When choosing VOIP service providers, Baltimore, MD residents trust

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Saturday, March 19, 2016

Hosted VoIP...Changing The Business Communications Landscape

Every day, companies all across America are trying to accomplish the same thing to improve their businesses. Whether you're a typical "Mom and Pop" SMB, a mid-size business with 250 employees or a Fortune 100 enterprise, you all share the same four basic goals. 1) Reduce costs. 2) Increase revenue. 3) Become more flexible to changing market conditions and 4) Reduce any risk of disruptions to your business model. In a nutshell, every business wants a better way to accomplish their "Business Continuity" strategies.

So, how are these various businesses accomplishing these lofty goals? One of the quickest and easiest ways to tackle all four items at once is to understand that technology has again changed the way we do business... for the better, and now is the time to embrace the change.

Businesses of today (and tomorrow) are changing how they communicate with one another. Gone the way of the dinosaur are the old, expensive models of communicating. For those of us who are willing to show our age, you can think back to the days of expensive long distance. Remember when you would ask to use someone's home or business phone and the person paying the bill would always ask the same question, "Are you calling long distance?" Thankfully, with the breakup of Ma-Bell in the '90's, competition drove the costs down to a manageable $0.03 per minute from the norm of the era, where it was about $0.40 per minute.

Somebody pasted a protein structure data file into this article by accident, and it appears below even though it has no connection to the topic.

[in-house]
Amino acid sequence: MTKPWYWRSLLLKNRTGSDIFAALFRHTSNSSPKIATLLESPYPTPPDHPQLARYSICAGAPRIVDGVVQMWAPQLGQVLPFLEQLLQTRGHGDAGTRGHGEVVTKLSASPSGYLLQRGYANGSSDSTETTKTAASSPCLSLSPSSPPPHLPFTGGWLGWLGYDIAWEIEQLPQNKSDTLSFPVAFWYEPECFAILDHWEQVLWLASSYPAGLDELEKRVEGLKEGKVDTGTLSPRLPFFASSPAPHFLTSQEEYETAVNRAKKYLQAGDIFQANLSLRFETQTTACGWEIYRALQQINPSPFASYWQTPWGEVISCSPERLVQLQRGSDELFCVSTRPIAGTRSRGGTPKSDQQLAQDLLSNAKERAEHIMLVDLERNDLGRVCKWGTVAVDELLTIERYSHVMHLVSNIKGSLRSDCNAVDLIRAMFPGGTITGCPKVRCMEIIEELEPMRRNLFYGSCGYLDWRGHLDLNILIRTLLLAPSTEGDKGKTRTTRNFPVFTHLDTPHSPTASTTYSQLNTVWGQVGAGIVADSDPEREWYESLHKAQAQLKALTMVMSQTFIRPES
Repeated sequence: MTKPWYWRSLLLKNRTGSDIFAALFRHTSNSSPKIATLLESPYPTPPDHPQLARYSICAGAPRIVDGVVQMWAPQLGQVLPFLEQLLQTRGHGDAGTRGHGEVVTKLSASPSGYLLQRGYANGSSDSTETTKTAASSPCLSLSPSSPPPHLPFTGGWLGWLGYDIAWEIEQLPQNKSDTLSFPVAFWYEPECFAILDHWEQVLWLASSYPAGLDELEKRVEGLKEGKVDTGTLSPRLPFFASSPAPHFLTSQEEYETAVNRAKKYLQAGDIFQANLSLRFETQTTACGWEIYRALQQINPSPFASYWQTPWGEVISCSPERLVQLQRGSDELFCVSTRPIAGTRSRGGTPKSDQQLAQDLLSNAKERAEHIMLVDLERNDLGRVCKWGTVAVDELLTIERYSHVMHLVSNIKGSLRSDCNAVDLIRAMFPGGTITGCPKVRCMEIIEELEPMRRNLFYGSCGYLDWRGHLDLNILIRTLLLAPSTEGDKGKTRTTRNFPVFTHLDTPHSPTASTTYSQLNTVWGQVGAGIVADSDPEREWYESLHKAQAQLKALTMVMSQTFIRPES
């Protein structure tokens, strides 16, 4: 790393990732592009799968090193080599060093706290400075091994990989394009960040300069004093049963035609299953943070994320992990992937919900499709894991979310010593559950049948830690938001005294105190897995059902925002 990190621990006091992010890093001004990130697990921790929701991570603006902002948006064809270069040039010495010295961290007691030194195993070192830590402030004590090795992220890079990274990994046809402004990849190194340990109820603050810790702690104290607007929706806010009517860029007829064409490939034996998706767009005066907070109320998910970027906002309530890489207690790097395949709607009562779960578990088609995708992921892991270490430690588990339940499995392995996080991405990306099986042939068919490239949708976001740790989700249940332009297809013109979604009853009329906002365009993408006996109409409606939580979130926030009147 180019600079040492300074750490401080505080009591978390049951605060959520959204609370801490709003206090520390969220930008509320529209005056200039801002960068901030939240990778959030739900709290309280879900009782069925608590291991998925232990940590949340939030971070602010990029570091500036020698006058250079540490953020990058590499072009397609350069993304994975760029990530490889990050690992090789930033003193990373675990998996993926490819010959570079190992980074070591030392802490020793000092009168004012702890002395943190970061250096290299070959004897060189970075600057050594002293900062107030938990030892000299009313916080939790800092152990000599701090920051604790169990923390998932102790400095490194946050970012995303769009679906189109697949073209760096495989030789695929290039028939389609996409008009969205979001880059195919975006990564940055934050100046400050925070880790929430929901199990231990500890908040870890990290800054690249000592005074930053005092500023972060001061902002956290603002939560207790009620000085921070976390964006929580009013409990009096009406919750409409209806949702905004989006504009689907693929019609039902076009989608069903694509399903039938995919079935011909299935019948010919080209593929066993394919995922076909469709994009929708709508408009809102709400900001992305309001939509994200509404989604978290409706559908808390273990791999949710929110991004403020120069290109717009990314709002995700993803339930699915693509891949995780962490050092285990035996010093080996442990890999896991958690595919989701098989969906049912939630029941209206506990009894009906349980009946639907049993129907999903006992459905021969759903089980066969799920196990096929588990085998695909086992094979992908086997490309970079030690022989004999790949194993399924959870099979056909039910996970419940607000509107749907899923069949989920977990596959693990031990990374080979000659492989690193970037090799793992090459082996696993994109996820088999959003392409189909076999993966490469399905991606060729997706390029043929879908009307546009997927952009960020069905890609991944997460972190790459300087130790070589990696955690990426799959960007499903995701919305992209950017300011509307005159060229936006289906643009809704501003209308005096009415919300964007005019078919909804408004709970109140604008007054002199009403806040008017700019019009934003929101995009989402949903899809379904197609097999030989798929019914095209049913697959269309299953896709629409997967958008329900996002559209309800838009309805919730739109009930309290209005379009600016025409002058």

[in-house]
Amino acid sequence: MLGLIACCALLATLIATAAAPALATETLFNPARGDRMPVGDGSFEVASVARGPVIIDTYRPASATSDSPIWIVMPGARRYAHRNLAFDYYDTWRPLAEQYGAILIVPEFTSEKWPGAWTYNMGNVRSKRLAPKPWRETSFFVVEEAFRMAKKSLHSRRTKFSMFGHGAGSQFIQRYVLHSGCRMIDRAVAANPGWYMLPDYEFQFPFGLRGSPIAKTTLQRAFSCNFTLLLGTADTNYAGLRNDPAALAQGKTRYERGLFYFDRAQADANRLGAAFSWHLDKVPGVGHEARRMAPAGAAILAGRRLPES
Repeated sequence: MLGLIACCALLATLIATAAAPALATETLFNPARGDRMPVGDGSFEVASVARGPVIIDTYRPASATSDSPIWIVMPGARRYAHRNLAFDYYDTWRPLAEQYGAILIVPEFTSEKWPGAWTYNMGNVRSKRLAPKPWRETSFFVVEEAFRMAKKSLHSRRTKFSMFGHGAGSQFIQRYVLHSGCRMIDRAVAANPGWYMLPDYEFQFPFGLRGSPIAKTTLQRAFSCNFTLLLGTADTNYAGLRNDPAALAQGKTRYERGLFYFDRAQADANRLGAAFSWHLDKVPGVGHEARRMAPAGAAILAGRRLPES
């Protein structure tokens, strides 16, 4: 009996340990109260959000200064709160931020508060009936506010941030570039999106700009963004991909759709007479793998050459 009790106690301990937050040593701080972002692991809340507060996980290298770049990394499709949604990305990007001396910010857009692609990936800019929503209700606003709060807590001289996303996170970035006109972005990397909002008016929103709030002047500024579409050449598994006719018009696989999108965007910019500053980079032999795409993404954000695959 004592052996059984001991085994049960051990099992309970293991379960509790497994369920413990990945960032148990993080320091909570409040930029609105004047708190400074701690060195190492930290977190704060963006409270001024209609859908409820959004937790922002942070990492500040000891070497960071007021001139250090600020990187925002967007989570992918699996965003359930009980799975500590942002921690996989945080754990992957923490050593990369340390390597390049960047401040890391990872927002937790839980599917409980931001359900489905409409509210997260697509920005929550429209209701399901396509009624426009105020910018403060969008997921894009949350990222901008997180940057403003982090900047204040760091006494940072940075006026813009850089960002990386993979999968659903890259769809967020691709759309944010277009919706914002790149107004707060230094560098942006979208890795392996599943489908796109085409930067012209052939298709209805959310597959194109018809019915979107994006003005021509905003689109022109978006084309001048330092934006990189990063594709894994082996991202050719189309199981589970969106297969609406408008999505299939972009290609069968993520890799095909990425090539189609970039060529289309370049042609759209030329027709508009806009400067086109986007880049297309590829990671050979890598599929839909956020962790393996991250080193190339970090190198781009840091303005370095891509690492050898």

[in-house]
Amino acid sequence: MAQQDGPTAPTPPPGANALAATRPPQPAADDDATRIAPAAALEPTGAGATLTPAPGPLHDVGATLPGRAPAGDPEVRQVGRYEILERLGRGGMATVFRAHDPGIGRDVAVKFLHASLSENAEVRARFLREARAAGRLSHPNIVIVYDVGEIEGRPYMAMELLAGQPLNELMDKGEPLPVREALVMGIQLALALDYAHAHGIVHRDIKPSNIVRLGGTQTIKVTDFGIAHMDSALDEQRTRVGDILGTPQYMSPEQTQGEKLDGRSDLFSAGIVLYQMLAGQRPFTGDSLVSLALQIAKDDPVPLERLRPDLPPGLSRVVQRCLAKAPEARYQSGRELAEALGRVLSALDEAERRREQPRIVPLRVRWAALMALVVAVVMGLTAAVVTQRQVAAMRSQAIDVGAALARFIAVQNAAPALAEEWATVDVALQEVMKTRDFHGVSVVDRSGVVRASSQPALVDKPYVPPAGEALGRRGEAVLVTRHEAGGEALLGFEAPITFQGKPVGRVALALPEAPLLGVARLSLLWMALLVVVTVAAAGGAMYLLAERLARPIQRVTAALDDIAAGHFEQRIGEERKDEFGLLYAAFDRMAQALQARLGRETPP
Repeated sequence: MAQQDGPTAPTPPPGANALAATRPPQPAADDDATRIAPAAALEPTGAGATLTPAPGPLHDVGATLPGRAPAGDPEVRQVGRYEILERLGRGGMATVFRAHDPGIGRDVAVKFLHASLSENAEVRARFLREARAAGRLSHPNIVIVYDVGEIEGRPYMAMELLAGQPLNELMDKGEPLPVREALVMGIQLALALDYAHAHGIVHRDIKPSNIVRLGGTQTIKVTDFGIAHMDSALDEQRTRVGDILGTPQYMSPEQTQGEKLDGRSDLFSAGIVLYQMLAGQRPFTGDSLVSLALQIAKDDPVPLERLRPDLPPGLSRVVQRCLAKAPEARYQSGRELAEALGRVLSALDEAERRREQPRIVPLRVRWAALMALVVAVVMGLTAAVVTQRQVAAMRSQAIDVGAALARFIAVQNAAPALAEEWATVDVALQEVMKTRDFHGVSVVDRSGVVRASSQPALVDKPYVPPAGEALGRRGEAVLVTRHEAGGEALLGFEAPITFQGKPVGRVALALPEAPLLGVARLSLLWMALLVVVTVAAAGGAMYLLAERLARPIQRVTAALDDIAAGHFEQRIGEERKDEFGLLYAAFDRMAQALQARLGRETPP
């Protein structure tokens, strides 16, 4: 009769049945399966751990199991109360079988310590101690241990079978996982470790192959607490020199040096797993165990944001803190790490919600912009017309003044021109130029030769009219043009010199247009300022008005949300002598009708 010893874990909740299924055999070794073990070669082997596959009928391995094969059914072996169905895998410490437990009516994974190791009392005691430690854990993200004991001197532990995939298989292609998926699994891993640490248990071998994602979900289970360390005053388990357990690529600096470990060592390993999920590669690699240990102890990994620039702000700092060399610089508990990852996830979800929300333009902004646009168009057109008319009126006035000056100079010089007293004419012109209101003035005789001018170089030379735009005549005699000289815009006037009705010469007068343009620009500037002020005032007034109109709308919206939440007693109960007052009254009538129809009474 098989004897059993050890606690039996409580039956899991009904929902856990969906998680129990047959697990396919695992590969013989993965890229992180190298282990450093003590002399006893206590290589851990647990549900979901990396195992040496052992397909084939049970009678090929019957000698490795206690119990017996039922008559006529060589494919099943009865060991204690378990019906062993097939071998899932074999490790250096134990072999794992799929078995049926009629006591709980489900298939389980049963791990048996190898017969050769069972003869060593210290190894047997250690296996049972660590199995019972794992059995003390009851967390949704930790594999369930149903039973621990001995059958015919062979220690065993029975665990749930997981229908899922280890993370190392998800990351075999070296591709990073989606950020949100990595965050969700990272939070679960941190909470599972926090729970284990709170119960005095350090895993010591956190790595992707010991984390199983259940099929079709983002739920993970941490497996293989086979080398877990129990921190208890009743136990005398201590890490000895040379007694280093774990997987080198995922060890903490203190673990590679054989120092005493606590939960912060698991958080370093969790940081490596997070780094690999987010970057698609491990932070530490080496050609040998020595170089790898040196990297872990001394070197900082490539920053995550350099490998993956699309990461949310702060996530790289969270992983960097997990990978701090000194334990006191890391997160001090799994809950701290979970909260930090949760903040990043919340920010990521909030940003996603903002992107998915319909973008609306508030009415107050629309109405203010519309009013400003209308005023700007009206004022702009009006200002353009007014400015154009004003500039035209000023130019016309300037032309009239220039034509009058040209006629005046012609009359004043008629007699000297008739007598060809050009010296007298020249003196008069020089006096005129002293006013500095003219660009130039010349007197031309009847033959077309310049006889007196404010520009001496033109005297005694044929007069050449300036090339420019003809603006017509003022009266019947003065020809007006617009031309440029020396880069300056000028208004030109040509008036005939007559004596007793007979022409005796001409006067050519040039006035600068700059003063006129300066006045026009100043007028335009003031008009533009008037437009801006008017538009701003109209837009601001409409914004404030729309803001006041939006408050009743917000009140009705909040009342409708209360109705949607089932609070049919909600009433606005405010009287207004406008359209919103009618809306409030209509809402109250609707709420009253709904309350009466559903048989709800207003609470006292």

Transition came again with the advent of the internet, and then email, and again with conference calling and mobile services. Each new technology certainly experienced its own bumps in the road, and each took time for the masses to adopt them, but ultimately, each new step brought us closer to the four goals noted above. Reduced cost, increased revenue, market flexibility and reduced risk of downtime.

Today, technology has blessed us with yet another advancement. Over the last decade or so, we have seen the advent of Cloud and Hosted technologies. What began as a slow paced crawl has sped up to an Usain Bolt paced sprint in technological advancements, thanks to cloud computing. As is the norm, it always takes a few years for the masses to understand and in turn, adopt these new technologies, but once it happens there is no turning back. That's where we are today and thankfully, for businesses looking to ramp up their technology or capitalize on the very impressive catalog of feature sets (now standard in most offerings), your business continuity goals are finally within reach.